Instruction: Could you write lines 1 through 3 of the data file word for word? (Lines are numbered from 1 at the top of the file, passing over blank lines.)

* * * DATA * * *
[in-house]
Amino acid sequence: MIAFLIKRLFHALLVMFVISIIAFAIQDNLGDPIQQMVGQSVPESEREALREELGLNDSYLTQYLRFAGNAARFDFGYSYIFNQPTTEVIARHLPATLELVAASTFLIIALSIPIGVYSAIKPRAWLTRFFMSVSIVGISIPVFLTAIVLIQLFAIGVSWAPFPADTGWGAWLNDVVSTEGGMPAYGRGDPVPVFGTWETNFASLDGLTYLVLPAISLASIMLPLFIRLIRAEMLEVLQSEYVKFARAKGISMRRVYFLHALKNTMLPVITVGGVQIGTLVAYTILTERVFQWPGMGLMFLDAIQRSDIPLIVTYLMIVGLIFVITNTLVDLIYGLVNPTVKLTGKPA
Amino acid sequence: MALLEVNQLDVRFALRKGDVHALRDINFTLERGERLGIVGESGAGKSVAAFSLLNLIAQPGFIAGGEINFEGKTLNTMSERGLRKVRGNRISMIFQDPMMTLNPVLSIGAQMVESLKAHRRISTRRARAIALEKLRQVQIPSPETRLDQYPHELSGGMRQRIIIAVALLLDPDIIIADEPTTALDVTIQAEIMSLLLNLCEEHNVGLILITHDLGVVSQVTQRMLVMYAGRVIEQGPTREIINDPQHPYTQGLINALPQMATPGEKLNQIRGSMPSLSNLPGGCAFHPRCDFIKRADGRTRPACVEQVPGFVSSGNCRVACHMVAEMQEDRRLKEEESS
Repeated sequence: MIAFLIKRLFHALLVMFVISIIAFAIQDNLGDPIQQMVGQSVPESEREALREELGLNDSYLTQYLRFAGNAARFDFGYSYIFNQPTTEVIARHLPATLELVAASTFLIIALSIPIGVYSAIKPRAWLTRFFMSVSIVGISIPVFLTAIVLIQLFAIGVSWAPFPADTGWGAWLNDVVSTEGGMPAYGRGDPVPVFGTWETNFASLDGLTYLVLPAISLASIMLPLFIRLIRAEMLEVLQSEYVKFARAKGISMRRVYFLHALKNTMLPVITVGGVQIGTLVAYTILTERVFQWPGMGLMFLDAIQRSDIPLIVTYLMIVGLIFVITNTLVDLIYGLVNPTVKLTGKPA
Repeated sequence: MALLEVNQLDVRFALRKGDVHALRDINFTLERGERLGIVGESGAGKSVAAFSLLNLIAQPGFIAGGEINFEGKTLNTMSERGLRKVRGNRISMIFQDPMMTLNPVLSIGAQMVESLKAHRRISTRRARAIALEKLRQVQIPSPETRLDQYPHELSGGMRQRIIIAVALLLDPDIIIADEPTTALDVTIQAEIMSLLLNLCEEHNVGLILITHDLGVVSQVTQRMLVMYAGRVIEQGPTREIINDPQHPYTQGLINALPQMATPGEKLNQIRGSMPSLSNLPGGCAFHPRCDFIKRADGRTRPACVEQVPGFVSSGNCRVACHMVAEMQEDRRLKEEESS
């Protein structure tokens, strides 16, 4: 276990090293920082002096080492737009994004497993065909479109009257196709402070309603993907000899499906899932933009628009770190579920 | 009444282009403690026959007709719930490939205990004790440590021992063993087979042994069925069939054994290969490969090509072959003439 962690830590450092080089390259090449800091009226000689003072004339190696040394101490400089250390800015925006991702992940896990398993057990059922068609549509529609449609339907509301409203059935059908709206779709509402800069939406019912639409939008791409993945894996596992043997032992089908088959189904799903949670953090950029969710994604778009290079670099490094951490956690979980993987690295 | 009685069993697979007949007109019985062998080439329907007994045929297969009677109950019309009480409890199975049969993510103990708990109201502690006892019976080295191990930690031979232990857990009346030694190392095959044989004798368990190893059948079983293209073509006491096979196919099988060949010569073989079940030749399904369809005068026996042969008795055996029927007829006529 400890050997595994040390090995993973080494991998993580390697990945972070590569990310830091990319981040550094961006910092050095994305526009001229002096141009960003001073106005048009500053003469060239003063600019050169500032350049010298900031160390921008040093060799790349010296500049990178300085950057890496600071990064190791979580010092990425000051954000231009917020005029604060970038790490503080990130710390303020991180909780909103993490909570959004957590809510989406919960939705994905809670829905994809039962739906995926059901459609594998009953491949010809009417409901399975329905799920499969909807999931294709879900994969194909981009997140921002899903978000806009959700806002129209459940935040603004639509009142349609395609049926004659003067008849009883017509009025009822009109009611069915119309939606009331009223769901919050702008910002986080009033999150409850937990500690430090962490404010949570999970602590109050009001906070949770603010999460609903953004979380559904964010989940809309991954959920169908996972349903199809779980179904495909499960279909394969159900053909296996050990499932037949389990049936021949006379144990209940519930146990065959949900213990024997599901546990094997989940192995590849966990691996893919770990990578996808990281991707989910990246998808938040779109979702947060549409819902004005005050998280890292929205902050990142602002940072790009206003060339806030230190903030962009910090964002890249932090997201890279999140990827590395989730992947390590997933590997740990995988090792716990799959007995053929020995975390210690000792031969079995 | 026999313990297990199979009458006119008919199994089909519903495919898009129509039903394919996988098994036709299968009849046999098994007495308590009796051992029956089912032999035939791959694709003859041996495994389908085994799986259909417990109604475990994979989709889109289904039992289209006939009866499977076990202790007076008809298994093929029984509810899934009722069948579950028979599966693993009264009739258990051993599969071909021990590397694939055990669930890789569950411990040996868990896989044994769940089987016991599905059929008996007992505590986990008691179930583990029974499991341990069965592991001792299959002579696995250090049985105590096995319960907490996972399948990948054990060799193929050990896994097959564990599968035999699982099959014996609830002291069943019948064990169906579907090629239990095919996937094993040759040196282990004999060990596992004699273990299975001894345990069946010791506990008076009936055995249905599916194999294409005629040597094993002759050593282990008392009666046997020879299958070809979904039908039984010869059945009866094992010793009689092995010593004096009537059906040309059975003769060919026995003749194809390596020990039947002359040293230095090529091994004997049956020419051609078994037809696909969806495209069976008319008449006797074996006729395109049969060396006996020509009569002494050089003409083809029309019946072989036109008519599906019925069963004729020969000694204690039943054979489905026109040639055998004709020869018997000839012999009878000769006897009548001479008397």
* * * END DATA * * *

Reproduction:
[in-house]
Amino acid sequence: MIAFLIKRLFHALLVMFVISIIAFAIQDNLGDPIQQMVGQSVPESEREALREELGLNDSYLTQYLRFAGNAARFDFGYSYIFNQPTTEVIARHLPATLELVAASTFLIIALSIPIGVYSAIKPRAWLTRFFMSVSIVGISIPVFLTAIVLIQLFAIGVSWAPFPADTGWGAWLNDVVSTEGGMPAYGRGDPVPVFGTWETNFASLDGLTYLVLPAISLASIMLPLFIRLIRAEMLEVLQSEYVKFARAKGISMRRVYFLHALKNTMLPVITVGGVQIGTLVAYTILTERVFQWPGMGLMFLDAIQRSDIPLIVTYLMIVGLIFVITNTLVDLIYGLVNPTVKLTGKPA
Amino acid sequence: MALLEVNQLDVRFALRKGDVHALRDINFTLERGERLGIVGESGAGKSVAAFSLLNLIAQPGFIAGGEINFEGKTLNTMSERGLRKVRGNRISMIFQDPMMTLNPVLSIGAQMVESLKAHRRISTRRARAIALEKLRQVQIPSPETRLDQYPHELSGGMRQRIIIAVALLLDPDIIIADEPTTALDVTIQAEIMSLLLNLCEEHNVGLILITHDLGVVSQVTQRMLVMYAGRVIEQGPTREIINDPQHPYTQGLINALPQMATPGEKLNQIRGSMPSLSNLPGGCAFHPRCDFIKRADGRTRPACVEQVPGFVSSGNCRVACHMVAEMQEDRRLKEEESS